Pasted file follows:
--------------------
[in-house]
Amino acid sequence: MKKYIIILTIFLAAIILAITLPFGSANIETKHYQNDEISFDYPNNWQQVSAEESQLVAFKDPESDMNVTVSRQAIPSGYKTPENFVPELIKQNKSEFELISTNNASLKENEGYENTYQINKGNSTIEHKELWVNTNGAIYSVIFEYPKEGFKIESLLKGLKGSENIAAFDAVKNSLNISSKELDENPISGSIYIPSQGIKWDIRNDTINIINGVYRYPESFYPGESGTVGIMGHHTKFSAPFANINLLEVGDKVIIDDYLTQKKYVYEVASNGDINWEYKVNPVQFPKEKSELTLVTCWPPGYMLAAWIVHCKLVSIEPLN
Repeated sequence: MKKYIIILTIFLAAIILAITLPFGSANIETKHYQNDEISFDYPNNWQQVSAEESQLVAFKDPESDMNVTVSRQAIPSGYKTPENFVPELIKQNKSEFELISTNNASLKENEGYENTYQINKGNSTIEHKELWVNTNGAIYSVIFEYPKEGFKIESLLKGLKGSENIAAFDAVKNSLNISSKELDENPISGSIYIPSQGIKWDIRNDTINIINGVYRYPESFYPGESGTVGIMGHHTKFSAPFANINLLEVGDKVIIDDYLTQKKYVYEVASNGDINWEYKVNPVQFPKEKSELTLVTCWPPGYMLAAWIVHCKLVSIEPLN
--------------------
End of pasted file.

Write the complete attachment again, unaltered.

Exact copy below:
[in-house]
Amino acid sequence: MKKYIIILTIFLAAIILAITLPFGSANIETKHYQNDEISFDYPNNWQQVSAEESQLVAFKDPESDMNVTVSRQAIPSGYKTPENFVPELIKQNKSEFELISTNNASLKENEGYENTYQINKGNSTIEHKELWVNTNGAIYSVIFEYPKEGFKIESLLKGLKGSENIAAFDAVKNSLNISSKELDENPISGSIYIPSQGIKWDIRNDTINIINGVYRYPESFYPGESGTVGIMGHHTKFSAPFANINLLEVGDKVIIDDYLTQKKYVYEVASNGDINWEYKVNPVQFPKEKSELTLVTCWPPGYMLAAWIVHCKLVSIEPLN
Repeated sequence: MKKYIIILTIFLAAIILAITLPFGSANIETKHYQNDEISFDYPNNWQQVSAEESQLVAFKDPESDMNVTVSRQAIPSGYKTPENFVPELIKQNKSEFELISTNNASLKENEGYENTYQINKGNSTIEHKELWVNTNGAIYSVIFEYPKEGFKIESLLKGLKGSENIAAFDAVKNSLNISSKELDENPISGSIYIPSQGIKWDIRNDTINIINGVYRYPESFYPGESGTVGIMGHHTKFSAPFANINLLEVGDKVIIDDYLTQKKYVYEVASNGDINWEYKVNPVQFPKEKSELTLVTCWPPGYMLAAWIVHCKLVSIEPLN